Precis Writing on The Spirit of Adventure

Make a precis of each of the following passages. Suggest a suitable title also for your precis.

The word ‘adventure’ embraces a company of great words, including courage, tenacity, selflessness & faith, but its most potent ingredient cannot be expressed in one word. It is the spirit that urges men to volunteer to undertake hazardous tasks, for adventure implies the readiness and desire to embark on a course of action that entails risk. A young child may display an instinct for adventure by climbing out of his play pen to explore the mysteries of the nursery, but this kind of adventure is hardly laudable because the child has not yet sufficient reasoning power to realise the potential risk in such an action. As we grow older, however, the spirit of adventure tends to be restrained by caution; the fire is often smothered by reason, which gives warning of impending dangers and coldly counsels safety first. Yet in some men the urge for adventure may be so strong that it overwhelms the primary instinct of self- preservation and inspires them to attempt the impossible.
To evoke our admirations adventure need not be successful; it is enough if the adventurer is impelled by courage. Indeed the failure of a gallant enterprise often touches our hearts even more than its success. Success in dangerous enterprises often bring material rewards, but a glorious failure that inspires those who follow after brings a greater honour than any material reward.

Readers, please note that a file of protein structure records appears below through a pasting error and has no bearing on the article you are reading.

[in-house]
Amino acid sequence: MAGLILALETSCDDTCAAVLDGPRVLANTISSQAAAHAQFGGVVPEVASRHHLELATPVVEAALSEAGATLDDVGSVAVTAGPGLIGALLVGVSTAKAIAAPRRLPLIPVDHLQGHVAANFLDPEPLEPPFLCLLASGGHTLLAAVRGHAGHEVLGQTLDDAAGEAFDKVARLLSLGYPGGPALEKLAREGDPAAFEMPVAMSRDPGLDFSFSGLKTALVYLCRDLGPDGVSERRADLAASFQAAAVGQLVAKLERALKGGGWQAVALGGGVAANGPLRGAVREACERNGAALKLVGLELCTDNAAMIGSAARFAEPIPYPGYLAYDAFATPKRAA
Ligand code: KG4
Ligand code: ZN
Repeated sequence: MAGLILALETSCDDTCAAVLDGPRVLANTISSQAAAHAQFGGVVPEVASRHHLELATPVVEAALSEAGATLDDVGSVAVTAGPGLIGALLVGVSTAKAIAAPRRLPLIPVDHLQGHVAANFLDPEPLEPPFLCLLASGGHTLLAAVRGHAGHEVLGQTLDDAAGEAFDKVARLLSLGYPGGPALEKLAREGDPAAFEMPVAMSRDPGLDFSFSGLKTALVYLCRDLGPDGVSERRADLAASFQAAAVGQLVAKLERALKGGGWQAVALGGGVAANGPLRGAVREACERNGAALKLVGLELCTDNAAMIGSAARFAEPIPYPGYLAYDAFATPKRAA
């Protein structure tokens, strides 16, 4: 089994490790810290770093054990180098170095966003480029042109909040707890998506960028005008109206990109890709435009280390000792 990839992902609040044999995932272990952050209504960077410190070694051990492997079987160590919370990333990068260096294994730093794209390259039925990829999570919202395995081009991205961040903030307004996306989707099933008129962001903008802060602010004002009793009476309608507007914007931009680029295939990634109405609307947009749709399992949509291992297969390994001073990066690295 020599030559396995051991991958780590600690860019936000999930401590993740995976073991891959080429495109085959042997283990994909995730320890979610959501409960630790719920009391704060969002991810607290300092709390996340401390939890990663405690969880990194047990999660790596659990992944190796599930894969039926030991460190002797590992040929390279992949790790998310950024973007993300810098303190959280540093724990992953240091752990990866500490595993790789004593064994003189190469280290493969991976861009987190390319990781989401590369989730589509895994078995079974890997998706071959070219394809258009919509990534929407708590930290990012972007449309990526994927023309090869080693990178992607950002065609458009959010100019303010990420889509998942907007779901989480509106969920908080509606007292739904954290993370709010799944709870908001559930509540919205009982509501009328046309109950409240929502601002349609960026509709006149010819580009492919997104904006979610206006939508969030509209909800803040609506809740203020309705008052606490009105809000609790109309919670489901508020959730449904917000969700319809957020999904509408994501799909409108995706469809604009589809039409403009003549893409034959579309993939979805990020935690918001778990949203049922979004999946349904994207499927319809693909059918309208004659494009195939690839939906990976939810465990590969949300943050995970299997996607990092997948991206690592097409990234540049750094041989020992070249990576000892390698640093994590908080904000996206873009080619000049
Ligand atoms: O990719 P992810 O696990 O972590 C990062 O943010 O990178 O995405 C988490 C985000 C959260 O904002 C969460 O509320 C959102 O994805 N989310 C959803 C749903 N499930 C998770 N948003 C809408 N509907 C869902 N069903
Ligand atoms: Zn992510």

It was said of Mallory that “a fire burnt in him that caused his willing spirit to rise superior to the weakness of his flesh”. Yet it would be a fallacy to assume that the conquest of the flesh is easier for such adventures than for is humbler mortals. There has never been a man who knew no fear, but the finer the courage of a man, the less will he betray his fears. When we imagine that men who delebrately set out on perilous adventures are endowed with a disregard for danger, let us remember that their bodies are sensible of the same pains as ours and that their minds suffer the same anxieties. What they have that we lack is the ability to call up some impelling force from within that we all possess but that lies dormant in most of us, although we admire its manifestation in others. To summon the power the individual must fight gigantic battles within himself; reason, hunger, love of life, the insistent call of home-all these present vast obstacles which he must surmount and which yet rear up before him again & again.


Adventure means readiness and desire to undertake a risky enterprise. The impelling force from within helps man to conquer fear, reason, hunger, love of life and home sickness. Nobody is completely free from fear of danger. But the difference between a timid and adventurous person is that the latter does not allow fear to overpower him. We all mortals, are subject to the weakness of the flesh. But the spirit of an adventurous person overpowers the weakness of his flesh. Their bodies are as much sensitive to physical pains and anxieties as ours. So the spirit of adventure in dangerous enterprises is encouraged by conquest of self. One likes to admire the spirit of willingness to undertake hazardous tasks without caring for self preservation. Even failure in an adventure is considered as glorious as success, rather an admirable feat. Success is no criterion for undertaking any adventure. Even failure evokes touching admiration provided the deed is inspired by genuine adventurous spirit.